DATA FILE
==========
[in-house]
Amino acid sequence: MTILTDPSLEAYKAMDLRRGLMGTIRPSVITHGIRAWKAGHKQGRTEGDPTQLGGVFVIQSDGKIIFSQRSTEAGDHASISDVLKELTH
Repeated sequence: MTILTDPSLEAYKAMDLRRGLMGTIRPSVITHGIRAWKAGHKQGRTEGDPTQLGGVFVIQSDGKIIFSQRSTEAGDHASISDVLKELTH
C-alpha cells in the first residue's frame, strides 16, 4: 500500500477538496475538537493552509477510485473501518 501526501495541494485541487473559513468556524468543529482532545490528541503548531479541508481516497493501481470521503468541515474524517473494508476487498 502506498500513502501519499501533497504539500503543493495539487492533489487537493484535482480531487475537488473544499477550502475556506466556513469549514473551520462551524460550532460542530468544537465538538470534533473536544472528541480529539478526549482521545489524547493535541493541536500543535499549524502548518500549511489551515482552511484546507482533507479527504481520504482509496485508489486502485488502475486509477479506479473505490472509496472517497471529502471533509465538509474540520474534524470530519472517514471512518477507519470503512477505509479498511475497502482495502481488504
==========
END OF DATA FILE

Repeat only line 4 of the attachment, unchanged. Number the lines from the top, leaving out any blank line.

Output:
C-alpha cells in the first residue's frame, strides 16, 4: 500500500477538496475538537493552509477510485473501518 501526501495541494485541487473559513468556524468543529482532545490528541503548531479541508481516497493501481470521503468541515474524517473494508476487498 502506498500513502501519499501533497504539500503543493495539487492533489487537493484535482480531487475537488473544499477550502475556506466556513469549514473551520462551524460550532460542530468544537465538538470534533473536544472528541480529539478526549482521545489524547493535541493541536500543535499549524502548518500549511489551515482552511484546507482533507479527504481520504482509496485508489486502485488502475486509477479506479473505490472509496472517497471529502471533509465538509474540520474534524470530519472517514471512518477507519470503512477505509479498511475497502482495502481488504